When the flight recorder then lands in Russian hands, Carrie is forced to make a compromise to obtain it: She has to seek out and hand over the identity of Saul’s (Patinkin) Russian asset, whom Saul is unwilling to give up. This leads to immeasurable tension with Saul, and thus, a two-hander between Danes and Patinkin, in which both brilliantly play off each other. After Carrie is forced to betray Saul’s trust and unveil his asset’s name, Anna Pomerantseva (Tatyana Mukha), to the Russians, a two-year time-jump places her in Russia, where she secretly takes over the role of Saul’s asset, carrying out what she’s always done: serving her homeland at all costs.

As of this writing, Olivia Colman (“The Crown”), Laura Linney (“Ozark”), Jennifer Aniston (“The Morning Show”), Jodie Comer (“Killing Eve”), Elisabeth Moss (“The Handmaid’s Tale”) and Nicole Kidman (“Big Little Lies”) lead our odds for Best Drama Actress, while Danes sits in 10th place.

SEE ‘Homeland’ makes the case for an Emmy comeback with a thrilling final season


Unlike Danes, Patinkin was an Emmy champ straight out of the gate, winning for “Chicago Hope” in 1995, his only triumph to date. He followed up with noms in Best Comedy Guest Actor for “The Larry Sanders Show” in 1996 and in Best Drama Guest Actor for “Chicago Hope” in 1999 (when he only recurred on the CBS medical drama). His other four nominations are for his turn as Saul Berenson on “Homeland” in Best Drama Supporting Actor (2013-14 and 2017-18).

Between him and Danes, he might have the better shot at returning, as he was able to sneak in for the sixth and seventh seasons when Danes and the show itself couldn’t. Currently, Jonathan Banks (“Better Call Saul”), Billy Crudup (“The Morning Show”), Kieran Culkin (“Succession”), Tom Pelphrey (“Ozark”), Bradley Whitford (“The Handmaid’s Tale”) and David Harbour (“Stranger Things”) are the forecasted nominees in our combined odds, while Patinkin sits in eighth place. Bar Harbour, all aforementioned actors are contending for shows that are also expected to be shortlisted for Best Drama Series, which could hurt Patinkin. But that didn’t stop him in 2017 and ’18 when he was included as the only nominee from a non-nominated series.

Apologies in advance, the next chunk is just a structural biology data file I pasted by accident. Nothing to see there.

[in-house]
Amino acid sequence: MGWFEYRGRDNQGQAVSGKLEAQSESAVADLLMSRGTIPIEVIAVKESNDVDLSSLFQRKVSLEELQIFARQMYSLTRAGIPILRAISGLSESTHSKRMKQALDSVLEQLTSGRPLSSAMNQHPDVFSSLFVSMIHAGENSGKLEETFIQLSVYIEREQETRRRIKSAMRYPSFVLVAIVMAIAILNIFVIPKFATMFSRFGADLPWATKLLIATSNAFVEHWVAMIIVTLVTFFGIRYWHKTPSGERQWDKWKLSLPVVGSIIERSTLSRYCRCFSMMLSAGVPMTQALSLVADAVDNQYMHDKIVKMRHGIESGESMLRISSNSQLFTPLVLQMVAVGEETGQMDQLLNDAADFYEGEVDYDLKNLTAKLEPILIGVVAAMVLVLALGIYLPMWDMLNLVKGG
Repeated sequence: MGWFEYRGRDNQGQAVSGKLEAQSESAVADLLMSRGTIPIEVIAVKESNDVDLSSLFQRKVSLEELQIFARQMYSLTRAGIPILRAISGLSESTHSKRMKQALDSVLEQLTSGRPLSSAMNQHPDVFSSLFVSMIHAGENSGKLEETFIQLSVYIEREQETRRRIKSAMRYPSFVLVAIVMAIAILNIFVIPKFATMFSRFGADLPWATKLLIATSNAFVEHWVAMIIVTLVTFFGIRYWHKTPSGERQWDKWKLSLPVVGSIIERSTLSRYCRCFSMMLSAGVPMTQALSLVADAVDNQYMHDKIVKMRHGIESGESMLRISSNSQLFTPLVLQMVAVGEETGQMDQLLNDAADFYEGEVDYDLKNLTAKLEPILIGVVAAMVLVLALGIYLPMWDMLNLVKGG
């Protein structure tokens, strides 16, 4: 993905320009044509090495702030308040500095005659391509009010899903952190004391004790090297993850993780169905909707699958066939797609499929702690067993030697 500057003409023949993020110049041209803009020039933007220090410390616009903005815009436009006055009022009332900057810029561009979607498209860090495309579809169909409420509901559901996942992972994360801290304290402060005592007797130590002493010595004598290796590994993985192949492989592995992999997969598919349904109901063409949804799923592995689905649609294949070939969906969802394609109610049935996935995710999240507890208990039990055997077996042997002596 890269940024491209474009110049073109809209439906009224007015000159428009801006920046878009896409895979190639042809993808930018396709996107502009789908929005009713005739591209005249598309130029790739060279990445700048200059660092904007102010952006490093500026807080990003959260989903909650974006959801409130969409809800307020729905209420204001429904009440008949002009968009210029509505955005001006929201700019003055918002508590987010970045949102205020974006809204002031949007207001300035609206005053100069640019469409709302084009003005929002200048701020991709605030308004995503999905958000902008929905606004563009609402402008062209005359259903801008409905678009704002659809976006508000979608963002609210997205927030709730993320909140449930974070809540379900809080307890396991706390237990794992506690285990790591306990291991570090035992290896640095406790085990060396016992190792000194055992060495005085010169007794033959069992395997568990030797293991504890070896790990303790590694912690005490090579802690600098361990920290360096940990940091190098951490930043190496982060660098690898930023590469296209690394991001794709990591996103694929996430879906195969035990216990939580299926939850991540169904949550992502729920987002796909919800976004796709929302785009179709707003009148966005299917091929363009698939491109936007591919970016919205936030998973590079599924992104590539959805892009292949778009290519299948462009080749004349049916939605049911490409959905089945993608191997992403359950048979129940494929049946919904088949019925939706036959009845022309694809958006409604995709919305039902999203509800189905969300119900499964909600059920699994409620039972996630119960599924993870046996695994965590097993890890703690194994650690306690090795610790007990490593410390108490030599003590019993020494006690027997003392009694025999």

“Homeland’s” final season ended April  26, putting it top of mind for voters. Only Banks and Pelphrey could similarly benefit since theirs are the only other shows to have aired in 2020 (“Saul’s” fifth season concluded the end of April and “Ozark’s” entire third one was released the end of March). Plus, “Homeland’s” final installment was arguably Patinkin’s very best, placing him front and center, as Saul, now a National Security Advisor, leads the effort to end the war in Afghanistan. His relationship with Carrie is complicated, as, like always, he wants to trust his friend and former colleague’s instinct, but is aware of the limits to which he can. In Patinkin’s earlier scenes opposite Danes, he puts this inner conflict on display in his expression of apprehension, well aware that Carrie’s recklessness (or for her, tenacity) could put her and everyone else in an uncomfortable position.

The actor’s juiciest material comes in the final two episodes, which flash back to when Saul meets Anna in 1987 Berlin. When Carrie’s aforementioned action leads to Anna being compromised, Anna asks for Saul’s permission (on the phone) to take her own life before she can get in Russian hands. When she pulls the trigger, we witness a never-before seen reaction from Saul: complete heartbreak. At long last, Patinkin was given the opportunity to peel off final layers of his character by unloading his vulnerability. If nominated, he might capitalize on goodwill for eight seasons worth of consistently great work and finally take home his first statuette for this role.